You can listen to my full interview here.
Creating a Fair Organ Donation System
The Senate recently passed legislation to give the Human Resources and Services Administration (HRSA) statutory authority to break up the monopoly contract currently held by the United Network for Organ Sharing (UNOS) to manage the nation’s Organ Procurement and Transplantation Network (OPTN). The bill already passed the House of Representatives and is now on the President’s desk to be signed into law.
I introduced the Securing the U.S. OPTN Act with Sens. Ron Wyden (D-Ore.), Chuck Grassley (R-Iowa), and Bill Cassidy (R-La.) to improve the management of our organ procurement and transplantation system by allowing HRSA to divide the OPTN contract and increase competition for those contracts through an open, transparent bidding process. UNOS’ over 30-year hold on the sole OPTN contact has resulted in everything from damaged organs to discriminatory organ donation policies. It has long been clear that UNOS should no longer be the sole contractor for the organ donation system.
I have worked for years to shed light on the mismanagement of the organ donation system and have consistently called for the contract to be divided. Congress has now given HRSA the authorities needed for the agency to bring in new contractors and we will continue urging HRSA to review the unfair policies and regulations put in place under UNOS’ direction. Once signed into law, this legislation will help provide greater transparency to the organ donation system and change how the contract is divided. Every organ counts, and now the system will be overhauled to help save lives.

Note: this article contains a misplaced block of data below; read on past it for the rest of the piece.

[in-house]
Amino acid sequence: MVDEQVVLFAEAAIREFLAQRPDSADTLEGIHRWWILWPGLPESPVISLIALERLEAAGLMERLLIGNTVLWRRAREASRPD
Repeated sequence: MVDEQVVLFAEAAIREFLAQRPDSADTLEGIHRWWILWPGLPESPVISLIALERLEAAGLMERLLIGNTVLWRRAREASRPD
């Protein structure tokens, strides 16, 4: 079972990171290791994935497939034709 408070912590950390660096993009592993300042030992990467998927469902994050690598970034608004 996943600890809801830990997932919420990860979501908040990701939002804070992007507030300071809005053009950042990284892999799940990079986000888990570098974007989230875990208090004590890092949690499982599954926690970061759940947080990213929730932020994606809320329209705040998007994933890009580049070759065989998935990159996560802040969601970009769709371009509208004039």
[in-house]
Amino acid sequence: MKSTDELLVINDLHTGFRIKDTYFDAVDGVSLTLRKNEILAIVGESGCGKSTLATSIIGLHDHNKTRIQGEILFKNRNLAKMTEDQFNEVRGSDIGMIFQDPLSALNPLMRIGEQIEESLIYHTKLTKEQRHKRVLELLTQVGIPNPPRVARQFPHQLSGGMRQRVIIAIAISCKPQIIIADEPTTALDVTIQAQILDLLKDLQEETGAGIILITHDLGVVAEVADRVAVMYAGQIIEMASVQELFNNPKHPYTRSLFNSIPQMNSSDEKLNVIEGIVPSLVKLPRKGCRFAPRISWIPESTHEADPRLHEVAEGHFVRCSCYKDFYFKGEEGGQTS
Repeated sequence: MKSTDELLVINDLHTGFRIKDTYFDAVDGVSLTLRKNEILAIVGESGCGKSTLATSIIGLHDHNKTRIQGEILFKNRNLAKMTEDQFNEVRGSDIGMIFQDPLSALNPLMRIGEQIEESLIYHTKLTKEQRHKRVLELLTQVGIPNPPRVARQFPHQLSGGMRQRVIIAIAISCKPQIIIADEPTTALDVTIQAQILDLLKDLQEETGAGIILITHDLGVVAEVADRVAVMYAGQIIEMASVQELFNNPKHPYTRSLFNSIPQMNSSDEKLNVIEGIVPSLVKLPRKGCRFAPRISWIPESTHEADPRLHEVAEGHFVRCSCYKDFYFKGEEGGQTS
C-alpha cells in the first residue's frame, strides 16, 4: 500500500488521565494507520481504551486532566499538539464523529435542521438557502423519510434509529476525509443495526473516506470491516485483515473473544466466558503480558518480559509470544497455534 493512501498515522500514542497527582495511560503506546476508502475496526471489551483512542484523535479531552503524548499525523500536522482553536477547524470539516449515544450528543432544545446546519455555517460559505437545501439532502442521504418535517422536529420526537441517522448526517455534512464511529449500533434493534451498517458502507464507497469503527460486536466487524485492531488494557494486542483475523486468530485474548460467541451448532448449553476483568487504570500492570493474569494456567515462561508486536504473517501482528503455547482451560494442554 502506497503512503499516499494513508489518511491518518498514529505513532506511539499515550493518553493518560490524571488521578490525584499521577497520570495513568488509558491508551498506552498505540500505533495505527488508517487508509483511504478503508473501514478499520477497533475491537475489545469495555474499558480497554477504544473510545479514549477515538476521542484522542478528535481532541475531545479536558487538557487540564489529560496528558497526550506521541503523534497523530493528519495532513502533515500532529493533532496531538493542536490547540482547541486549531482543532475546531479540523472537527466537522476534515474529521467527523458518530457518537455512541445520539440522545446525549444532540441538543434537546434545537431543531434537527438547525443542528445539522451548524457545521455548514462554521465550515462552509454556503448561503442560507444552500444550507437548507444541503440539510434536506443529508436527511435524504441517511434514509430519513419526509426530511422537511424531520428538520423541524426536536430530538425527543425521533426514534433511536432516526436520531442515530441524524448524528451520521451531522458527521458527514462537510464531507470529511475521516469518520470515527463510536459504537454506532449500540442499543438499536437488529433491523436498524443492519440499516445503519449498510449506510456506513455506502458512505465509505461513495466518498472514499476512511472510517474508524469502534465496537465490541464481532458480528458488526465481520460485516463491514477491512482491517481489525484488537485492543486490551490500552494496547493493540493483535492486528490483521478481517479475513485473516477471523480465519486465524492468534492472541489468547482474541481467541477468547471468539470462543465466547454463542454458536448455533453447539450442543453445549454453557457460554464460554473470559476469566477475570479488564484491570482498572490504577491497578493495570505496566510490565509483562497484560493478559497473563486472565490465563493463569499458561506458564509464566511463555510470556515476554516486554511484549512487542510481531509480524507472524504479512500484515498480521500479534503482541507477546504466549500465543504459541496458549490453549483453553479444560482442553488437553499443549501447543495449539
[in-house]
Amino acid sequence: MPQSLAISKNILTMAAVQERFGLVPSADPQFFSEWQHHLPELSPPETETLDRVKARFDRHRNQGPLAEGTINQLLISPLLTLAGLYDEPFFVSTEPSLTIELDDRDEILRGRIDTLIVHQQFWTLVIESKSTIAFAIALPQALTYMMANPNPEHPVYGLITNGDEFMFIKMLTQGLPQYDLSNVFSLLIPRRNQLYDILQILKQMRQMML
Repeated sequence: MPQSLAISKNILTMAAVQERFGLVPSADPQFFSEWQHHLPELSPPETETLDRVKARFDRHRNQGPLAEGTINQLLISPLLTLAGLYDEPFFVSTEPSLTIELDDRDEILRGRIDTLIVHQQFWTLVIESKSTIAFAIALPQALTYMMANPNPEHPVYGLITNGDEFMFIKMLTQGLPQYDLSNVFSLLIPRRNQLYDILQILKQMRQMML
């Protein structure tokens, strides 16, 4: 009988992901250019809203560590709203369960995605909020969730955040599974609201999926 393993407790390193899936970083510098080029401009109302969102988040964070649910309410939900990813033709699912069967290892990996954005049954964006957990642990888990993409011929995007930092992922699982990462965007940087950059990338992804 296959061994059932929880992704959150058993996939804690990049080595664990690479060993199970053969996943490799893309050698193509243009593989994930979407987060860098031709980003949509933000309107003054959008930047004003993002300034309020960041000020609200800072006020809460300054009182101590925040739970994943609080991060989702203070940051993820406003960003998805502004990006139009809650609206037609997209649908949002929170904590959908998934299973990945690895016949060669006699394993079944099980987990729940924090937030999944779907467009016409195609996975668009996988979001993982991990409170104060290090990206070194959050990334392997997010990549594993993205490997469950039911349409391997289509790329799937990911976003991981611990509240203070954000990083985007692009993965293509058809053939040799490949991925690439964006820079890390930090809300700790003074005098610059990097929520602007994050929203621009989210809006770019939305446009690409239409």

Improving the VA & Holding Bad Actors Accountable
I recently introduced the Leadership, Engagement, Accountability and Development (LEAD) Act of 2023 to improve oversight and whistleblower protection at the Department of Veterans Affairs (VA) in order to enhance the quality of service provided to our veterans. My colleagues, Senators Jon Tester (D-Mont.) and Mike Rounds (R-S.D.) joined me in introducing this legislation. This effort will help in building a comprehensive package, complementing another bipartisan bill I recently introduced, the Restore Department of Veterans Affairs Accountability Act, that would provide VA with the authority to discipline bad employees in a more timely, fair, manner to help foster a healthy workplace and more importantly, put our veterans first.